Android and the Unexplained Permissions

I’m currently on holiday so was quite excited when I saw a post about the release of TETRIS® free on the Android Market by EA.  I’ve was mentioning to someone the other day that I love Tetris so this seemed perfect to while away some time by the pool.  How wrong I was.  As if I wasn’t already pissed off enough with the way EA have been approaching the distribution of BattledField 3, with this app release they’ve managed to join the ranks of developers requesting permissions far beyond what one would expect with no explanation.  I’ve written previously about the Facebook 1.6 update adding SMS permissions with no justification listed up front.  The TETRIS release is even odder, requesting permissions to make phone calls.

We all know that there is a constant problem with permission creep in Android.  Arguably, this is one of the reasons that a perception has grown of the Android Market as a home of malware without the protection afforded by Apple’s review process.  One could suggest that this is partly due to customers becoming desensitised to reviewing application permissions because they are so used to such large, unexplained requests.  Now, app developers broadly fall into two camps: those who will ensure they request the minimum set of permissions possible and those who go for everything left right and centre.  It’s particularly saddening to see the latter camp being joined by those larger houses who should know better.  Do they not have some sort of basic audit control to prevent such requests, and if not, why not?

Ultimately, I believe the responsibility to sort this situation out falls on the head of Google.  They need to put in some effort to work with some of the larger / higher profile publishers to set a good example to other developers.  Over dinner I pondered three possible solutions.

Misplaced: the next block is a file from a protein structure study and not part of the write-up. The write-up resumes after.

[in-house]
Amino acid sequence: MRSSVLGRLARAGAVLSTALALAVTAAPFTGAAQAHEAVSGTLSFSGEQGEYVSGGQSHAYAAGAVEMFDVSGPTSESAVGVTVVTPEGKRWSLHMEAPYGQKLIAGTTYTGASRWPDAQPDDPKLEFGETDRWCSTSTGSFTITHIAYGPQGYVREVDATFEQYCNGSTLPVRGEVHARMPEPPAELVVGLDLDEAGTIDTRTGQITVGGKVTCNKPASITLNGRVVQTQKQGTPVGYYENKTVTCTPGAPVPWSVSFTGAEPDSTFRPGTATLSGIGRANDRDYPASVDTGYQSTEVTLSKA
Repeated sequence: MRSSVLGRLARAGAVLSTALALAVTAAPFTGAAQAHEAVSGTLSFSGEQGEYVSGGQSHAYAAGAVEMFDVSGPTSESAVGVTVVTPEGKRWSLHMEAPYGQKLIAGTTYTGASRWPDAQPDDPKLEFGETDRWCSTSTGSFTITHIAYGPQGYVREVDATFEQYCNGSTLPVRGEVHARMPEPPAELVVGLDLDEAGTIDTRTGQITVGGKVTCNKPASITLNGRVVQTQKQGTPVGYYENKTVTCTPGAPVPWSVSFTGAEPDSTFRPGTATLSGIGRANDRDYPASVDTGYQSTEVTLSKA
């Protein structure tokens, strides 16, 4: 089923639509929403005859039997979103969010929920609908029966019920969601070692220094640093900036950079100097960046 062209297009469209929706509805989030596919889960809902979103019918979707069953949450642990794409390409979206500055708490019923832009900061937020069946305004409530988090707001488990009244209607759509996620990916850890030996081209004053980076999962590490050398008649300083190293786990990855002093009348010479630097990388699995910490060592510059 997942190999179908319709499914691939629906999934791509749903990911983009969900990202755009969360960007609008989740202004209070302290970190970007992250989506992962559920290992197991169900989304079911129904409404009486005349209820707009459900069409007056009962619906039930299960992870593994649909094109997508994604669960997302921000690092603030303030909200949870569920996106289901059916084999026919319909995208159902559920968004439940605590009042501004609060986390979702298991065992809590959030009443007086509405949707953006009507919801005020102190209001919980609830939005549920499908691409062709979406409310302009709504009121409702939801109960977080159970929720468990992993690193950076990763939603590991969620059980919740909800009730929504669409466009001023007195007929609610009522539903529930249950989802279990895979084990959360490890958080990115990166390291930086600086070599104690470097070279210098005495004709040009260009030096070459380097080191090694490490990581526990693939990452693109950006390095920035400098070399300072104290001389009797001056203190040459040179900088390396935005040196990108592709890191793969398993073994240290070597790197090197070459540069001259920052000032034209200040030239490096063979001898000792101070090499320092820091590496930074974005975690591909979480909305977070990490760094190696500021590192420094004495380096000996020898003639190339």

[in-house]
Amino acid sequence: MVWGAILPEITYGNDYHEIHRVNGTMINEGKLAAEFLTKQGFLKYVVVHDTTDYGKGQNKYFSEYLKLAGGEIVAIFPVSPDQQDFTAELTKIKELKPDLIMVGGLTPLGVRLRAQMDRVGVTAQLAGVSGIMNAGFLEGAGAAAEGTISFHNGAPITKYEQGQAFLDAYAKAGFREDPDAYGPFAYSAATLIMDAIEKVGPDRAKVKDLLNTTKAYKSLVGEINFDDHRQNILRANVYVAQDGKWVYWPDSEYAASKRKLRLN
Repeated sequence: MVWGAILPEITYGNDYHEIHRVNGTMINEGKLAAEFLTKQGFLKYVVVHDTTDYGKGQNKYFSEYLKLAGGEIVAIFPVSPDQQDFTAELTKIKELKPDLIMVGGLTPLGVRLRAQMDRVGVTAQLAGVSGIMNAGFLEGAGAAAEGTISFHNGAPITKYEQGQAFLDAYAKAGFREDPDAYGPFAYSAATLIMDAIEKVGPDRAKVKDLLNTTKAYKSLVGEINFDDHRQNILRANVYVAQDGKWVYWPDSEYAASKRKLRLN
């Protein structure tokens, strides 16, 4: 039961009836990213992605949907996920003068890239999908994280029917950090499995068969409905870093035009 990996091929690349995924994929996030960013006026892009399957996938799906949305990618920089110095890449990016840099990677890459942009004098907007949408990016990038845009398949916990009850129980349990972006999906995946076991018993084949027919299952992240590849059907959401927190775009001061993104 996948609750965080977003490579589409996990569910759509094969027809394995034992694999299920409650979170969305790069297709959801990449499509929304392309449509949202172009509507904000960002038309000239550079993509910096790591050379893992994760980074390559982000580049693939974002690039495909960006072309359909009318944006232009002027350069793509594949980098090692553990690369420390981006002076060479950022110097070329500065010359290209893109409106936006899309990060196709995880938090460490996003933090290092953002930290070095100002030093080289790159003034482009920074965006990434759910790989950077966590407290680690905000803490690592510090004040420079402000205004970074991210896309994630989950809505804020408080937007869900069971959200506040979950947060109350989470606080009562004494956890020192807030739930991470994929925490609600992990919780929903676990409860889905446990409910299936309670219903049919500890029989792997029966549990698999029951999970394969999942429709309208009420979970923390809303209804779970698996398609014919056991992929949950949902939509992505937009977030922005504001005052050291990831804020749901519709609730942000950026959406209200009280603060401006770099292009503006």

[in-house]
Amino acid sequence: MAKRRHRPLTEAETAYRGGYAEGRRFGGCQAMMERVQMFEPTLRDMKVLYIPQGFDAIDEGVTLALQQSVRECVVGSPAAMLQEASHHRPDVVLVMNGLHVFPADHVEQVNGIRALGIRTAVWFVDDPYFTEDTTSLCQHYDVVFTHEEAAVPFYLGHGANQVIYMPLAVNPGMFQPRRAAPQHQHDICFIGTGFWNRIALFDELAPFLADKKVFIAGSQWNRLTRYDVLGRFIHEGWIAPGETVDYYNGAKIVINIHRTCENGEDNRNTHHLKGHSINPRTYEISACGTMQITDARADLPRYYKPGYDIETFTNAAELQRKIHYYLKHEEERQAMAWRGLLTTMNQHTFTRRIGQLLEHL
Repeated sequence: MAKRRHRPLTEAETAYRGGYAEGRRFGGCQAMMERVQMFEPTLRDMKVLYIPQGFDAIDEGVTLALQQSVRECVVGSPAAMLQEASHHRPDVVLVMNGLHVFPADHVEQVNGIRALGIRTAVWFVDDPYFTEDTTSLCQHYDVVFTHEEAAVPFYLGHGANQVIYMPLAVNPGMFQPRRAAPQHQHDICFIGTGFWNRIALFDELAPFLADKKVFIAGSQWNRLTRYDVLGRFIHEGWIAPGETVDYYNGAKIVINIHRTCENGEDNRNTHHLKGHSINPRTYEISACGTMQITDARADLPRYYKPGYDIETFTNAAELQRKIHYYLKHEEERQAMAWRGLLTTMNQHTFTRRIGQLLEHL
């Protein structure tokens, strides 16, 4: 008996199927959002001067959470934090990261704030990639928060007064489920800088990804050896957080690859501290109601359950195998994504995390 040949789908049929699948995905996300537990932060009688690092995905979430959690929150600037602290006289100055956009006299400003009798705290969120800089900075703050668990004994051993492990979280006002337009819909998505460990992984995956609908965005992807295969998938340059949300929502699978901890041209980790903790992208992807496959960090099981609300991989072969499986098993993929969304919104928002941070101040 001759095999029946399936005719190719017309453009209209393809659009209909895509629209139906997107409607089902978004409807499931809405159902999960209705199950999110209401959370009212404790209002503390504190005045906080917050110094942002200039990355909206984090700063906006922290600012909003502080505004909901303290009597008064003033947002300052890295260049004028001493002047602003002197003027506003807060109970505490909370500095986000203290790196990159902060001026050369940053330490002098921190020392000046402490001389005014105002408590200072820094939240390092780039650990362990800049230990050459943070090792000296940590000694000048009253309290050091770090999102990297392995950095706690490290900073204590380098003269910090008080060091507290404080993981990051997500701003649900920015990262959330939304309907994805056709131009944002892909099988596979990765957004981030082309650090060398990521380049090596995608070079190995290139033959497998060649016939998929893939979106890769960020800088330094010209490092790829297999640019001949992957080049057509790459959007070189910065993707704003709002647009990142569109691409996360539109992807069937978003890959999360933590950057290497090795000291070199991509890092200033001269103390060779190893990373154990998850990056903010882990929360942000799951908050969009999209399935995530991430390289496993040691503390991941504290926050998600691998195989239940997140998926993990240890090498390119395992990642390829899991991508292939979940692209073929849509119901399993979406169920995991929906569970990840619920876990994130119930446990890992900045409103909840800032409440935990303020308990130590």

The simplest thing would be to educate developers in their use of permissions.  I had a quick skim of the Android development guide sections on permissions (going on the top Google results here) and was shocked that there wasn’t a simple statement to encourage developers to limit what they request.  Surely this is a good starting point.

The next change would be to give users a voice to alert publishers that they are displeased with what is being requested.  I can’t review TETRIS® free to make my opinion clear on the market or warn others as I haven’t (and won’t be) installing the app.  Being able to express why one doesn’t want to install an app would give publishers a demonstrable metric of potential lost sales and/or user base.  Surely this would make them sit up and listen.

The last, and possibly most extensive, overhaul would be to enforce a mandatory explanation for every permission requested.  Whether this is implemented in the Android manifest or when one publishes an app I don’t really care.  The latter could be used to add an additional warning to developers when they have requested additional permissions in an update and push the message further.  There is, without a doubt, no good reason that any developer should not be able to explain what they are using a permission for.  The only reasons could be because the permissions are malicious in nature or the developer does not fully understand what they are requesting, an equally dangerous prospect.